Command-line argument parsing

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Different command-line argument parsing methods are used by different programming languages to parse command-line arguments.

Programming languages[edit]


C uses argv to process command-line arguments.[1][2]

An example of C argument parsing would be:

#include <stdio.h>
int main (int argc, char *argv[])
    int count;
    for (count=0; count<argc; count++)
        puts (argv[count]);

C also has functions called getopt and getopt_long.


An example of C# argument parsing would be:

class Program
    static void Main(string[] args)
        foreach (var arg in args)


An example of Java argument parsing would be:

public class Echo {
    public static void main (String[] args) {
        for (String s: args) {


Here are some possible ways to print arguments in Kotlin:[3]

fun main(args: Array<String>) = println(args.joinToString())
fun main(args: Array<String>) = println(args.contentToString())
fun main(args: Array<String>) {
    for (arg in args)


Perl uses @ARGV.

foreach $arg (@ARGV)GT
    print $arg;



foreach $argnum (0 .. $#ARGV)ST
    print $ARGV[$argnum];


AWK uses ARGV also.

   for ( i = 0; i < ARGC; i++ )
       print ARGV[i]


PHP uses argc as a count of arguments and argv as an array containing the values of the arguments.[4][5] To create an array from command-line arguments in the -foo:bar format, the following might be used:

$args = parseArgs($argv);
echo getArg($args, "foo");

function parseArgs(array $args)
    foreach ($args as $arg) {
        $tmp = explode(":", $arg, 2);
        if ($arg[0] === "-") {
            $args[substr($tmp[0], 1)] = $tmp[1];
    return $args;

function getArg(array $args, string $arg)
    if (isset($args[$arg])) {
        return $args[$arg];
    return false;

PHP can also use getopt().[6]


Python uses sys.argv, e.g.:

import sys
for arg in sys.argv:
    print arg

Python also has a module called argparse in the standard library for parsing command-line arguments.[7]


Racket uses a current-command-line-arguments parameter, and provides a racket/cmdline[8] library for parsing these arguments. Example:

#lang racket

(require racket/cmdline)

(define smile? (make-parameter #t))
(define nose?  (make-parameter #false))
(define eyes   (make-parameter ":"))

(command-line #:program "emoticon"

              #:once-any ; the following two are mutually exclusive
              [("-s" "--smile") "smile mode" (smile? #true)]
              [("-f" "--frown") "frown mode" (smile? #false)]

              [("-n" "--nose") "add a nose"  (nose? #true)]
              [("-e" "--eyes") char "use <char> for the eyes" (eyes char)])

(printf "~a~a~a\n"
        (if (nose?) "-" "")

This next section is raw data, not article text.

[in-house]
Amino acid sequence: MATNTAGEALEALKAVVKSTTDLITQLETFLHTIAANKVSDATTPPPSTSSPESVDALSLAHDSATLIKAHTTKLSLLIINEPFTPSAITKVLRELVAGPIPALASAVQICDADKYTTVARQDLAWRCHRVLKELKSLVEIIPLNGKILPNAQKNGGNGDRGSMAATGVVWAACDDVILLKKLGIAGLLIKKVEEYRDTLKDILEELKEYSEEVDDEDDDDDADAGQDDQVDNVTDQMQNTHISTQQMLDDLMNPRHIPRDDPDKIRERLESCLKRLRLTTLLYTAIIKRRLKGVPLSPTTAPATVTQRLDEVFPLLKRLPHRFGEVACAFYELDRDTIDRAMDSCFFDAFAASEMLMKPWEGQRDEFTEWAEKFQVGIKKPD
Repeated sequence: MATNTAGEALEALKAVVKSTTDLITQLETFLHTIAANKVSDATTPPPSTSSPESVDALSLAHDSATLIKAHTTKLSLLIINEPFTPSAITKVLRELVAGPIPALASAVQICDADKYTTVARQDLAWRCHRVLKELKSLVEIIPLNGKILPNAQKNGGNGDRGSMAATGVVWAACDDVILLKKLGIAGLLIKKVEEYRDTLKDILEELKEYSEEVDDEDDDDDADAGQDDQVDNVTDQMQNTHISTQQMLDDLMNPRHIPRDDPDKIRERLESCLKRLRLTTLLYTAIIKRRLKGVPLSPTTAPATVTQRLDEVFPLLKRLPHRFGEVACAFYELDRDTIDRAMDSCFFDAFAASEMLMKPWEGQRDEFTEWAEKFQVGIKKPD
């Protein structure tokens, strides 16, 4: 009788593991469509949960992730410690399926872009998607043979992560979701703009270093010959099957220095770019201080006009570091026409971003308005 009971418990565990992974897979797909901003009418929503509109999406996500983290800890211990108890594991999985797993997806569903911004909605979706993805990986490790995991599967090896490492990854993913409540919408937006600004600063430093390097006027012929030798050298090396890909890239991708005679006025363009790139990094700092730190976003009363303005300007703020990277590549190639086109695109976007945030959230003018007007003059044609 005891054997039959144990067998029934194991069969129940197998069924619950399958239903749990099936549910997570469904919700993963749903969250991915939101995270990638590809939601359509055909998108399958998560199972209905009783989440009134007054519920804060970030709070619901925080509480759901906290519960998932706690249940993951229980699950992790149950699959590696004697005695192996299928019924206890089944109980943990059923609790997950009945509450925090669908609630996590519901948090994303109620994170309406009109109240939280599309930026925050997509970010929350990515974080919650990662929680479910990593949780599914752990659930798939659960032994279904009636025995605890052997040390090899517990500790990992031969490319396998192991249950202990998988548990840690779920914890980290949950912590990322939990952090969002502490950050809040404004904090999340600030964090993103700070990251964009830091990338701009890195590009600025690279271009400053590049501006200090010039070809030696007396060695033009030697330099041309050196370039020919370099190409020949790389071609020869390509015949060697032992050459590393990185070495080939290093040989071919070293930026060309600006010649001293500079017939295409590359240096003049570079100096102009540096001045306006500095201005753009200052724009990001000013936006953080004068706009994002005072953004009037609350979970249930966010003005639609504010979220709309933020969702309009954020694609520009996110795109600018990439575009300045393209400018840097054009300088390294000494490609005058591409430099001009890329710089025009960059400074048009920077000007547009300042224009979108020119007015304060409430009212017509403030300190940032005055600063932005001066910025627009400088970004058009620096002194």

(if (smile?) ")" "("))

The library parses long and short flags, handles arguments, allows combining short flags, and handles -h and --help automatically:

$ racket /tmp/c -nfe 8


Rexx uses arg, e.g.:

do i=1 to words(arg(1))
	say word(arg(1), i)


The args are in env::args().[9]

use std::env;

fn main() {
    let args: Vec<String> = env::args().collect();

    let query = &args[1];
    let file_path = &args[2];

    println!("Searching for {}", query);
    println!("In file {}", file_path);


JavaScript programs written for Node.js use the process.argv global variable.[10]

// argv.js
$ node argv.js one two three four five
[ 'node',
  'five' ]

Node.js programs are invoked by running the interpreter node interpreter with a given file, so the first two arguments will be node and the name of the JavaScript source file. It is often useful to extract the rest of the arguments by slicing a sub-array from process.argv.[11]

// process-args.js
$ node process-args.js one two=three four
  'four' ]


  1. ^ "The C Book — Arguments to main". Retrieved 2010-05-31.
  2. ^ An example of parsing C arguments and options
  3. ^ "Kotlin: Basic syntax". Retrieved 2022-05-13.
  4. ^ "PHP Manual". PHP. Retrieved 2010-05-31.
  5. ^ wikibooks:PHP Programming/CLI
  6. ^ "PHP: Getopt - Manual".
  7. ^ "argparse — Parser for command-line options, arguments and sub-commands". Python v3.10.0 documentation. Archived from the original on 2012-11-01. Retrieved 15 October 2021.
  8. ^ The Racket reference manual, Command-Line Parsing
  9. ^ "Accepting Command Line Arguments - The Rust Programming Language". Retrieved 22 December 2022.
  10. ^ "process.argv". Node.js v10.16.3 Documentation. Retrieved 3 October 2019.
  11. ^ "How to parse command line arguments". Node.js Foundation Documentation. Retrieved 3 October 2019.